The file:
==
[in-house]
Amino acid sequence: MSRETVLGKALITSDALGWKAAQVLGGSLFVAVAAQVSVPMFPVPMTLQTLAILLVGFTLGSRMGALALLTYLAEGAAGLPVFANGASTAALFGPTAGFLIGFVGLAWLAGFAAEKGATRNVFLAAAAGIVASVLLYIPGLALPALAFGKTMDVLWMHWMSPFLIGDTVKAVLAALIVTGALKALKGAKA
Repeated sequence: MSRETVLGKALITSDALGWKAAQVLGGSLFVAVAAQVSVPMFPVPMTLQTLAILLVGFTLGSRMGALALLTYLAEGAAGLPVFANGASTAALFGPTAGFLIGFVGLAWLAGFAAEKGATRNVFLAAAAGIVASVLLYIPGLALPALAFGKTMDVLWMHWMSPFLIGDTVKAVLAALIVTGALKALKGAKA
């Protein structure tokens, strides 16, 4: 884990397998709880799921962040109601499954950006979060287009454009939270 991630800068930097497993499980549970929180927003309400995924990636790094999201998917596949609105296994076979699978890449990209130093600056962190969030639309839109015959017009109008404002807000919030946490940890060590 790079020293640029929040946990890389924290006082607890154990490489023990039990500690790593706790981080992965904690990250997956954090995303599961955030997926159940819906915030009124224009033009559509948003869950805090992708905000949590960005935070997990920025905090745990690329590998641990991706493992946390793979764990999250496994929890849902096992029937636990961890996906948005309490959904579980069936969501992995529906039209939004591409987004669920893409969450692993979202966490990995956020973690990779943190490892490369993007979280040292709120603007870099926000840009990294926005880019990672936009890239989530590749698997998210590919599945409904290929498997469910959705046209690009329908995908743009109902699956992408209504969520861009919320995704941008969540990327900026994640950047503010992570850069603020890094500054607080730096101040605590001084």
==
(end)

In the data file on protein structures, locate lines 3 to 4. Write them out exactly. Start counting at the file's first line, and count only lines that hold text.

Repeated sequence: MSRETVLGKALITSDALGWKAAQVLGGSLFVAVAAQVSVPMFPVPMTLQTLAILLVGFTLGSRMGALALLTYLAEGAAGLPVFANGASTAALFGPTAGFLIGFVGLAWLAGFAAEKGATRNVFLAAAAGIVASVLLYIPGLALPALAFGKTMDVLWMHWMSPFLIGDTVKAVLAALIVTGALKALKGAKA
């Protein structure tokens, strides 16, 4: 884990397998709880799921962040109601499954950006979060287009454009939270 991630800068930097497993499980549970929180927003309400995924990636790094999201998917596949609105296994076979699978890449990209130093600056962190969030639309839109015959017009109008404002807000919030946490940890060590 790079020293640029929040946990890389924290006082607890154990490489023990039990500690790593706790981080992965904690990250997956954090995303599961955030997926159940819906915030009124224009033009559509948003869950805090992708905000949590960005935070997990920025905090745990690329590998641990991706493992946390793979764990999250496994929890849902096992029937636990961890996906948005309490959904579980069936969501992995529906039209939004591409987004669920893409969450692993979202966490990995956020973690990779943190490892490369993007979280040292709120603007870099926000840009990294926005880019990672936009890239989530590749698997998210590919599945409904290929498997469910959705046209690009329908995908743009109902699956992408209504969520861009919320995704941008969540990327900026994640950047503010992570850069603020890094500054607080730096101040605590001084």